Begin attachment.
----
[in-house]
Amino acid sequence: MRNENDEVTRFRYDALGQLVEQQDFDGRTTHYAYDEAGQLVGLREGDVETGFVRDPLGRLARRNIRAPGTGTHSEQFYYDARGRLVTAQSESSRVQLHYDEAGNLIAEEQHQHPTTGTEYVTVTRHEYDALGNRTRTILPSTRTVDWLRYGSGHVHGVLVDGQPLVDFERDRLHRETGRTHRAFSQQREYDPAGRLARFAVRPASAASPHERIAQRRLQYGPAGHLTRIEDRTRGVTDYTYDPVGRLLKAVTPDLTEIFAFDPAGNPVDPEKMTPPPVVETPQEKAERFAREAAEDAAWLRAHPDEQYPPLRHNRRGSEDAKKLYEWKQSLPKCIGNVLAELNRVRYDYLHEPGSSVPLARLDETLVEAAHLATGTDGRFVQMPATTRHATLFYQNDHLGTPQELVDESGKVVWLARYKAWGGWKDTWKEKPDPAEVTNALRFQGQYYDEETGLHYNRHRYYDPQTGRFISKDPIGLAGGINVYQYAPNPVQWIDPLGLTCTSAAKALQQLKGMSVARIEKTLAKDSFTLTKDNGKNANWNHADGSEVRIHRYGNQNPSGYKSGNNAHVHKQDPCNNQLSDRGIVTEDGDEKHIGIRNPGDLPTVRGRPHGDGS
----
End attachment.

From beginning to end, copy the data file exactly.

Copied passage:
[in-house]
Amino acid sequence: MRNENDEVTRFRYDALGQLVEQQDFDGRTTHYAYDEAGQLVGLREGDVETGFVRDPLGRLARRNIRAPGTGTHSEQFYYDARGRLVTAQSESSRVQLHYDEAGNLIAEEQHQHPTTGTEYVTVTRHEYDALGNRTRTILPSTRTVDWLRYGSGHVHGVLVDGQPLVDFERDRLHRETGRTHRAFSQQREYDPAGRLARFAVRPASAASPHERIAQRRLQYGPAGHLTRIEDRTRGVTDYTYDPVGRLLKAVTPDLTEIFAFDPAGNPVDPEKMTPPPVVETPQEKAERFAREAAEDAAWLRAHPDEQYPPLRHNRRGSEDAKKLYEWKQSLPKCIGNVLAELNRVRYDYLHEPGSSVPLARLDETLVEAAHLATGTDGRFVQMPATTRHATLFYQNDHLGTPQELVDESGKVVWLARYKAWGGWKDTWKEKPDPAEVTNALRFQGQYYDEETGLHYNRHRYYDPQTGRFISKDPIGLAGGINVYQYAPNPVQWIDPLGLTCTSAAKALQQLKGMSVARIEKTLAKDSFTLTKDNGKNANWNHADGSEVRIHRYGNQNPSGYKSGNNAHVHKQDPCNNQLSDRGIVTEDGDEKHIGIRNPGDLPTVRGRPHGDGS